Echo Press Editorial: The very real consquences of drug use
When something terrible happens, such as the two young people who are believed to have died in a murder-suicide in Alexandria last week, it’s helpful to search for any lessons that can be taken from the tragedy.
In this situation, it’s how drug abuse and addiction can rip lives apart.
Friends and family members of the victims, Devin Blowers and Katie Christopherson, said the couple were caught in a cycle of addiction. It reportedly led to an incident in West Fargo about two weeks before their deaths when Christopherson called police to report that people in a van were pointing guns at their building. Police, after finding no such van or suspects, determined Blowers was amped up from methamphetamine. Christopherson was found hiding in a laundry room and allegedly had a small scale in her purse containing meth residue.
For those who have never struggled with addiction, it’s a hard concept to grasp. It’s easier just to blame the addicts for being messed up in the head. But there is more to the picture than that. A sibling of Christopherson’s put it this way in a statement to the media: “Devin is being made out to be a monster, when in fact, the only monster is addiction… it is truly to blame, even if it is impossible to wrap your mind around it.”
People need to understand the horrors of drug use, how it can begin with experimentation and quickly escalate into life-ruining consequences.
Too many young people are failing to heed that message. Recent surveys of U.S. students show that they still don’t understand that abuse of drugs can lead to addiction and even to death in some cases.
Each year, the Institute for Social Research at the University of Michigan surveys thousands of 8th, 10th and 12th graders to find out their substance abuse habits and attitudes toward drug use. While statistics on drug abuse go up and down slightly from year to year, there is never very much overall change, according to Narconon Arrowhead, which helps those with addictions. It points out that some of these children will wind up addicted and some of them will overdose. More of them will develop illnesses related to alcohol or drug abuse and a few of them will die unnecessarily in accidents related to substance abuse.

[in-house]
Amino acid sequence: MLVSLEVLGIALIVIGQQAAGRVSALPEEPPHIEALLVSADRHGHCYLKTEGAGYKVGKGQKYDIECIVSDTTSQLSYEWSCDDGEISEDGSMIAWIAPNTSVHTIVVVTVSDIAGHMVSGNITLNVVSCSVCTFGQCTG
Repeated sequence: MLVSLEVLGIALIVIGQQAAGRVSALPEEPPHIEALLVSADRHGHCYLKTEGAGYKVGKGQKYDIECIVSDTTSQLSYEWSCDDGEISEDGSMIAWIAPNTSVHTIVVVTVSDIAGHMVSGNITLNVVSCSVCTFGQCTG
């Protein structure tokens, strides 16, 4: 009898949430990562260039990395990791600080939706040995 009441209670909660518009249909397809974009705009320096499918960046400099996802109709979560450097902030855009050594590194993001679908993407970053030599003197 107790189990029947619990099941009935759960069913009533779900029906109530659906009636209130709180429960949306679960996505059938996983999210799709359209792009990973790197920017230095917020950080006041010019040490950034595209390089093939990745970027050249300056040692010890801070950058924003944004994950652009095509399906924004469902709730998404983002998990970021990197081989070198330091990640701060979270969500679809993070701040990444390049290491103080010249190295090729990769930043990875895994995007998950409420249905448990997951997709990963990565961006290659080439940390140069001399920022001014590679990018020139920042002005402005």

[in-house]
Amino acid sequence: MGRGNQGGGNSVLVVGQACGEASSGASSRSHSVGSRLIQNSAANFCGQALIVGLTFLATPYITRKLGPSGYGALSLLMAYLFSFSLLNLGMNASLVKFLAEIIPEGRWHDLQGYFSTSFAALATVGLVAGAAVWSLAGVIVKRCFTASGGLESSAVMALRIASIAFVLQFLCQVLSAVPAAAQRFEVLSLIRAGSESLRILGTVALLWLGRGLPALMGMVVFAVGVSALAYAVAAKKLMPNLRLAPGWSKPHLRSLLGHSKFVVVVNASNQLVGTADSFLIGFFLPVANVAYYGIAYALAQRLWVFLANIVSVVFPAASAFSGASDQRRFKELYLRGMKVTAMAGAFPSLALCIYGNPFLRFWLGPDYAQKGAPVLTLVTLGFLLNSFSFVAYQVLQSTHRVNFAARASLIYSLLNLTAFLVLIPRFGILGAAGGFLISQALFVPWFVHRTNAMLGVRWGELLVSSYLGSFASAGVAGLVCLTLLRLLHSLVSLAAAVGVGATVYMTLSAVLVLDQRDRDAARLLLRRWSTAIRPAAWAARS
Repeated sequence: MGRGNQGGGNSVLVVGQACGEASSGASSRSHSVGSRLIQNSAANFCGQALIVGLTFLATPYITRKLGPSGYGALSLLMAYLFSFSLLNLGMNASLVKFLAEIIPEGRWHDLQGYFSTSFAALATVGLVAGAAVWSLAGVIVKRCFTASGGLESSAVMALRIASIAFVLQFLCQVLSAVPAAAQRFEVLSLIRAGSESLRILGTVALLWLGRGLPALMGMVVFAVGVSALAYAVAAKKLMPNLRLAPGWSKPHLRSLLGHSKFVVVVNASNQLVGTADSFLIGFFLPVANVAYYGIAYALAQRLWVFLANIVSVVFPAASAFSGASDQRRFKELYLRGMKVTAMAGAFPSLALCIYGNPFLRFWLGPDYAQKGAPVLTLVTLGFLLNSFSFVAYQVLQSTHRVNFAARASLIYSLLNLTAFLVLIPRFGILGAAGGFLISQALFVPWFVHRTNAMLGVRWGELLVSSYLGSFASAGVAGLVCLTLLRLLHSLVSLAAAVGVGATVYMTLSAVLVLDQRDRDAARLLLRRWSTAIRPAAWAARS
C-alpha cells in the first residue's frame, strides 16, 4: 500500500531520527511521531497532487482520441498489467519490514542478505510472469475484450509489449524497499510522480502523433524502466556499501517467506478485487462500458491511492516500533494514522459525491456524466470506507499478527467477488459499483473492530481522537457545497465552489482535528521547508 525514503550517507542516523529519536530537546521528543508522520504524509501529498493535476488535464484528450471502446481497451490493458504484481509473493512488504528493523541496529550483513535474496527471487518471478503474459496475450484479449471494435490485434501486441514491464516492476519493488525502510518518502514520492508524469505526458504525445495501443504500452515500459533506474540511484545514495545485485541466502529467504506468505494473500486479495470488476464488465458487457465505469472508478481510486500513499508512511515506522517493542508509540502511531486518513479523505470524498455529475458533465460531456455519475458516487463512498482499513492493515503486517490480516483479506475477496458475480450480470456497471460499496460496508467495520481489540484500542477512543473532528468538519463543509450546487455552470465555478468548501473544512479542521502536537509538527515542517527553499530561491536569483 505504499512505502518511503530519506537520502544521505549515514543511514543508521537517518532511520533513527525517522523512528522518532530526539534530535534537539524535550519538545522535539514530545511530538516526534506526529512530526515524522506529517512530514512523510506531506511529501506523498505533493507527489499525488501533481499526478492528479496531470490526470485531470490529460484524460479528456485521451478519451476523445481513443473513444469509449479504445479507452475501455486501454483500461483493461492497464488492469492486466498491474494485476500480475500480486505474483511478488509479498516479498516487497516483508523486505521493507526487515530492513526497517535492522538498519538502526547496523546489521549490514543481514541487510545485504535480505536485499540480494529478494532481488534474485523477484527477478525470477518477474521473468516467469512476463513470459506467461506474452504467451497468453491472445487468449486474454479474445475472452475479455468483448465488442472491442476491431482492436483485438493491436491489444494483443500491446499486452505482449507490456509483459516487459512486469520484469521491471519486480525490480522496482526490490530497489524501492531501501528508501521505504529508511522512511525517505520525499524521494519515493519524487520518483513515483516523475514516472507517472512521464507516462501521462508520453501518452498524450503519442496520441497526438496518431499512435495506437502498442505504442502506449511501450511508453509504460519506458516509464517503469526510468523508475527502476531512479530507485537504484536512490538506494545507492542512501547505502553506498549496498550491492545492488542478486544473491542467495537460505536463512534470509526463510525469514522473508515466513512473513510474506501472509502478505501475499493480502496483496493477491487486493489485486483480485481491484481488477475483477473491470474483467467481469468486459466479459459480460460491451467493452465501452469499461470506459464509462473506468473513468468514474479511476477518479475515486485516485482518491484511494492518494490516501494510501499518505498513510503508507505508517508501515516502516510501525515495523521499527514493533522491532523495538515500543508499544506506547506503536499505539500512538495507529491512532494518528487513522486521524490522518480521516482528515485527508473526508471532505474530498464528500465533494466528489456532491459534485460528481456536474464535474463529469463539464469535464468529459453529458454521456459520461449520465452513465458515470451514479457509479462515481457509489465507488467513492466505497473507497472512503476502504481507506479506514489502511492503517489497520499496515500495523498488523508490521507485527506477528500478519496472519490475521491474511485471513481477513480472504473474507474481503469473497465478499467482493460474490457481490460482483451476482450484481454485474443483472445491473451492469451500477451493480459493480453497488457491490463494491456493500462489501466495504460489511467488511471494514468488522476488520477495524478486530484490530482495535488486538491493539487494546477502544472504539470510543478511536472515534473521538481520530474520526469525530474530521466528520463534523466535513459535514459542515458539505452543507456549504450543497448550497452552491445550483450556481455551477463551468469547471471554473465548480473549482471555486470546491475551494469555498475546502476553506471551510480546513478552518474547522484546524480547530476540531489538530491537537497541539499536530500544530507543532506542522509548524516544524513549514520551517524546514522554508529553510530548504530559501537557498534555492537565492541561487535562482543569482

“Unless young people get the message about drug abuse dangers clearly enough that these numbers begin to fall and keep falling, we are going to lose some of them,” said Narconon Arrowhead.
According to the survey, OxyContin abuse remains steady, hydrocodone abuse is down slightly, but Ritalin and Adderall – a form of amphetamine – abuse is growing. Between 2009 and 2011, the percentage of high school seniors who abused a prescription amphetamine or stimulant climbed from 6.6 percent to 8.2 percent.
The message from Narconon Arrowhead: “There may be people, both young and old, who think that these drugs can be abused without becoming addicted. And sometimes it’s true, a young person can abuse some of these drugs and then decide to quit. But others take a different path. They can’t quit when they want to. The cravings drive them to abuse the same drug over and over. Their life begins to deteriorate. Grades drop, activities and interests are discontinued. Friends change so the young person is now hanging out with people who use drugs, not the sober ones…They may see the damage that is occurring, they may realize that they are losing things that have value, such as their families, their honesty, their self-respect and the respect of others. But they can’t change the path they are on because of the grip drugs have on them.”
Parents: Talk to your kids. Young people: Don’t ignore the dangerous consequences of trying a drug. And those who are just starting to experiment: Get help before it’s too late.